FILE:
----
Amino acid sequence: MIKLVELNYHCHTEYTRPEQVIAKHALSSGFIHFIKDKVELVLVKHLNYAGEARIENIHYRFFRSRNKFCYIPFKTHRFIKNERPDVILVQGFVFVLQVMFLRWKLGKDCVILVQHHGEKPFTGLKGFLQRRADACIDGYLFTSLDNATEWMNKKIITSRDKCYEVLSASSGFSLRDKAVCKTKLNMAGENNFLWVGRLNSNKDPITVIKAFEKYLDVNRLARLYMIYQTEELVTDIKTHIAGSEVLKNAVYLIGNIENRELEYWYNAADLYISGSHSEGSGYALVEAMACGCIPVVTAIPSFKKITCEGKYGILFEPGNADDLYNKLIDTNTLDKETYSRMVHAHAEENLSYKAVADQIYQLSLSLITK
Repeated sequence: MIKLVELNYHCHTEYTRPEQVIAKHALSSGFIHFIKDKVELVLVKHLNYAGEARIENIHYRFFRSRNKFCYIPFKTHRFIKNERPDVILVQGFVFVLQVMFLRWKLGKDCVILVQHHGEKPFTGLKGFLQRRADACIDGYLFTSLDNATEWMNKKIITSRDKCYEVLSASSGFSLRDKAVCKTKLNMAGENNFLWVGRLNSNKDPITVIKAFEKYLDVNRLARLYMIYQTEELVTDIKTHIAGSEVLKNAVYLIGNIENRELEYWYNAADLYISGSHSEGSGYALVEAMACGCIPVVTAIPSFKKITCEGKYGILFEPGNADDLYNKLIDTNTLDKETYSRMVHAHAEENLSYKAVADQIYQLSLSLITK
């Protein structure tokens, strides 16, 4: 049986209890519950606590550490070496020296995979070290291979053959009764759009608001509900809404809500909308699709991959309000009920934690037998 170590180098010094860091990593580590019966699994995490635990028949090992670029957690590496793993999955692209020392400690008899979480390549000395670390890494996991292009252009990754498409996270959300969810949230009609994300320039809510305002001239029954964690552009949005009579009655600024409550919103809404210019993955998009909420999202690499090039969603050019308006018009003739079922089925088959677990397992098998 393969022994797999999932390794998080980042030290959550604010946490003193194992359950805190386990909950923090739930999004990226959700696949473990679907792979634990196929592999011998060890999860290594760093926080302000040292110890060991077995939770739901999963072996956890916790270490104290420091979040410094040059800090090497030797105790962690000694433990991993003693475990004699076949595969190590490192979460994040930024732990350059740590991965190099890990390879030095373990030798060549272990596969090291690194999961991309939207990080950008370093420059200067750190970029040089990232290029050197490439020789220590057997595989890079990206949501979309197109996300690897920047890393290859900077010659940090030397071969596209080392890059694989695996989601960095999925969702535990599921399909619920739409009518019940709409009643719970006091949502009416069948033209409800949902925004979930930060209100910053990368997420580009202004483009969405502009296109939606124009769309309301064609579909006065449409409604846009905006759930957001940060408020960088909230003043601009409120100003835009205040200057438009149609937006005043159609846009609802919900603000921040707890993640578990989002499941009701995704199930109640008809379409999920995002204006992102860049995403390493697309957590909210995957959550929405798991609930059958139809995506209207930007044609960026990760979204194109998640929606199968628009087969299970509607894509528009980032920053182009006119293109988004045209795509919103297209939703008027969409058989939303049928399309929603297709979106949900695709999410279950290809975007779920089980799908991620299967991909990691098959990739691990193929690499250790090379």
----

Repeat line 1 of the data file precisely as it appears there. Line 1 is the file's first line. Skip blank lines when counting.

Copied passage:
Amino acid sequence: MIKLVELNYHCHTEYTRPEQVIAKHALSSGFIHFIKDKVELVLVKHLNYAGEARIENIHYRFFRSRNKFCYIPFKTHRFIKNERPDVILVQGFVFVLQVMFLRWKLGKDCVILVQHHGEKPFTGLKGFLQRRADACIDGYLFTSLDNATEWMNKKIITSRDKCYEVLSASSGFSLRDKAVCKTKLNMAGENNFLWVGRLNSNKDPITVIKAFEKYLDVNRLARLYMIYQTEELVTDIKTHIAGSEVLKNAVYLIGNIENRELEYWYNAADLYISGSHSEGSGYALVEAMACGCIPVVTAIPSFKKITCEGKYGILFEPGNADDLYNKLIDTNTLDKETYSRMVHAHAEENLSYKAVADQIYQLSLSLITK